Lower motor neuron conditions

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Paediatric Orthopaedics Presentation
2nd July 2014
Introduction
 Motor neuron disorders are neurologic disorders that
selectively affect motor neurons
 Generally progressive causing increasing disability
 Of orthopaedic interest due to contractures, subluxations
and spine deformities that may occur as a consequence
 Can be:
 Acquired
 Hereditary
 Upper motor
 Lower motor
Lower motor neuron
 This originates from the
brainstem cranial nerve
nuclei or
 Anterior horn cells of the
spinal cord
 They directly innervate
skeletal muscles
Clinical presentation
 Muscle paresis/paralysis
 Hypotonia/atonia
 Fibrillation/Fasciculation
 Hyporeflexia/areflexia
 Muscle atrophy
Classification
 Acquired:
 Poliomyelitis
 Trauma
 Iatrogenic
 Hereditary:
 Spinal Muscular Atrophy
 HMSNs
Poliomyelitis
 Acute infectious disease caused by a neurotrophic virus;
type I,II and II poliovirus
 Spread via faecal – oral route
 Virus causes necrosis of anterior horn cells
 Results in loss of innervation of motor units
 Virtually eradicated by extensive vaccination campaigns
Pathology
 Most commonly affect lumbar and cervical
enlargement
 Involvement from minimal injury with recovery to
complete irreversible injury
 Percentage of damaged motor units varies
corresponding with resulting muscle weakness
Clinical course
 Acute: 5 – 10 days. Pre paralytic and paralytic phases.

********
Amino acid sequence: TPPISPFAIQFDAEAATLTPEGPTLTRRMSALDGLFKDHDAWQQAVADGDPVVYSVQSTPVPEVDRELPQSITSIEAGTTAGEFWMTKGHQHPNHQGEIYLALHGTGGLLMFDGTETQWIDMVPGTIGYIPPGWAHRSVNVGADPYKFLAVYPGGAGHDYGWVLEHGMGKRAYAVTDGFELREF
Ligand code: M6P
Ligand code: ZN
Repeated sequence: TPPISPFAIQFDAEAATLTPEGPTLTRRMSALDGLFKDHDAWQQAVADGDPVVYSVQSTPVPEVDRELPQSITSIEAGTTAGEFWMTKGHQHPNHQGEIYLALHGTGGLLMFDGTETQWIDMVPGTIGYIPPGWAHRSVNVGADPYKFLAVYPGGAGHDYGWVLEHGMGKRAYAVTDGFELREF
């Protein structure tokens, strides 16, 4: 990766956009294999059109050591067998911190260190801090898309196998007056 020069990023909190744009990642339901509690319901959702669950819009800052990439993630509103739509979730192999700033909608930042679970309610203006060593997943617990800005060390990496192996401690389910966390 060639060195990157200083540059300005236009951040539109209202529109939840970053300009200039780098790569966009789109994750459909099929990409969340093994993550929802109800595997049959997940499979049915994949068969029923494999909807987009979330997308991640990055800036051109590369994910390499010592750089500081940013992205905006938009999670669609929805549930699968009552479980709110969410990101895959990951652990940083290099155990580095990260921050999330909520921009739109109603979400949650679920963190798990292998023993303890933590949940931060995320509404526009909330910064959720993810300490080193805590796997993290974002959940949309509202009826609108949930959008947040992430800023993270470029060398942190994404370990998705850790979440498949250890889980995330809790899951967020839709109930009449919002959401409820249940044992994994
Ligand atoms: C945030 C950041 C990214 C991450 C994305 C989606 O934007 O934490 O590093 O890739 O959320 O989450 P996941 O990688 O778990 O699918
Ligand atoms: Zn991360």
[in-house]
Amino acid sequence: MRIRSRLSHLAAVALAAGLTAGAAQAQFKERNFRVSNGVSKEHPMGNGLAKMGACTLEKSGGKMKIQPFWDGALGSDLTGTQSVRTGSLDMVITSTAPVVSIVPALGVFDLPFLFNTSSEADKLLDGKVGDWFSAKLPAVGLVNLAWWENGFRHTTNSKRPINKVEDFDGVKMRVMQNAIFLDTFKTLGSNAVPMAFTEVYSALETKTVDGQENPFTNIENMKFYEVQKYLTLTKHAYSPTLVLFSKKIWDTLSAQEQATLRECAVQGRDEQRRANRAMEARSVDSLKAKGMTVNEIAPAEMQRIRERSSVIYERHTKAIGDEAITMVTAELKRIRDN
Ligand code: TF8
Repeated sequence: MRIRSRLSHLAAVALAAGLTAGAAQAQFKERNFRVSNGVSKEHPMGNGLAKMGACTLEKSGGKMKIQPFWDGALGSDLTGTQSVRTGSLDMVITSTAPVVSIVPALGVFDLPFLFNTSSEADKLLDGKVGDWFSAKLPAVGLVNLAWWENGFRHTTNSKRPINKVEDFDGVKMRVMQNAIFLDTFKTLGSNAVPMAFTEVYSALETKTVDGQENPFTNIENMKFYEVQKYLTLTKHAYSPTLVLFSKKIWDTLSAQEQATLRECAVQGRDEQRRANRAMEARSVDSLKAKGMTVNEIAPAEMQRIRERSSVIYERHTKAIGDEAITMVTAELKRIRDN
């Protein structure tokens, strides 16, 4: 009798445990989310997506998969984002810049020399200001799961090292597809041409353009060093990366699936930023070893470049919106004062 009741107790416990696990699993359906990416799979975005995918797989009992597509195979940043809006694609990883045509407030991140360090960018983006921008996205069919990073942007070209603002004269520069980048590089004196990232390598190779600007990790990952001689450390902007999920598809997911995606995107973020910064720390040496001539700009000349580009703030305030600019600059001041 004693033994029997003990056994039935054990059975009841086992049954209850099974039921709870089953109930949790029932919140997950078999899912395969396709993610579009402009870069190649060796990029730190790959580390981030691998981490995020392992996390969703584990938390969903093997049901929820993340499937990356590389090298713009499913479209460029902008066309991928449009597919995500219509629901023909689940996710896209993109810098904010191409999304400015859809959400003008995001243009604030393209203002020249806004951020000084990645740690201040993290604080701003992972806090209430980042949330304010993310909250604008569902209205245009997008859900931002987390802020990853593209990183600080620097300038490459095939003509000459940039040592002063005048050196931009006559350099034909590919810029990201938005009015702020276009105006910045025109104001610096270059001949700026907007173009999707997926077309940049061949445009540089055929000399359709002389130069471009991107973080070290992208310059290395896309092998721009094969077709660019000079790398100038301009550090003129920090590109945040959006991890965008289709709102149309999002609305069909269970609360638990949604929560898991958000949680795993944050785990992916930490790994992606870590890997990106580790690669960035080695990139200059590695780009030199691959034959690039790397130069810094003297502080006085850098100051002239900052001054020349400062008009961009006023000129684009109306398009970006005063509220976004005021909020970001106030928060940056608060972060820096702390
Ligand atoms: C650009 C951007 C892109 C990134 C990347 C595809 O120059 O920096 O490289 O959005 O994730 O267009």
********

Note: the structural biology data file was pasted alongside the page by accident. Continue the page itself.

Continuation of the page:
Complete when fever absent for 48 hrs. Asymmetric
paralysis
 Convalescent: 16 – 18 months. Varying degree of
recovery. Sensitive and insensitive phase
 Chronic: after recovery of muscle power has occurred
Prognosis
 Recovery most marked in the first 3 – 6 months,
potential for recovery upto 18 months
 Total paralysis beyond 2 months, chance of recovery
poor
 Muscle spasm, antagonist muscle contracture,
deformity and inadequate care influence recovery
Treatment: acute phase
 Supportive by paediatric team
 Patient positioning in correct anatomic alignment
 Frequent turning
 Passive range of motion exercises
 Moist heat application for muscle pain
Convalescent phase
 Attainment of maximal recovery in individual muscles
 Restoration and maintenance of normal joint ROM
 Prevention and correction of deformities
 Serial muscle testing: monthly 1st four months,
bimonthly next 8 months then quarterly upto 2 years
Attaining maximal recovery
 Replacement of action of weaker muscle by stronger
synergistic muscles avoided by physical therapy
centred on strengthening this muscle
 Avoiding fatigue of weak muscle which may retard it’s
recovery
Restoration of normal joint ROM
 Vigorous passive stretching exercises
 Night splints to keep joint in anatomical position
Prevention and correction of
deformities
 Active exercises preventing fatigue to address muscle
imbalance
 Passive stretch and nigh splints to prevent
contractures
 Pain relief to reduce muscle pain and sensitivity
 Readjustment to cater for growth
Chronic phase: physical therapy
 Active hypertrophy exercises. To increase strength of
synergistic muscles to obtain function
 Passive stretch exercises: to prevent deformity.
Augmented by night splints to maintain joint in
anatomical position
 Functional training: teaching to use all available
muscles to perform tasks
Chronic phase: orthoses
 Support:
 Enable walking and functional capabilities
 Prevent deformity and malposition
 Protect weak muscle form overstretching
 Substitution:
 Augment weak muscle
 Replace paralysed muscles
 Correction:
 Stretch muscle that have contracted
Lower limb orthosis
 Plantar flexion assist -
dosriflexion stop ankle
orthosis–
weak/paralysed plantar
flexors and vice versa
Surgical management
 Performed for correction of paralytic deformities
 Examples:
 Tendon transfers
 Fasciotomy
 Capsulotomy
 Osteotomy
 Arthrodesis
Tendon transfer
 Moving insertion of muscle to new site with aim of
replacing paralysed muscle or to restore dynamic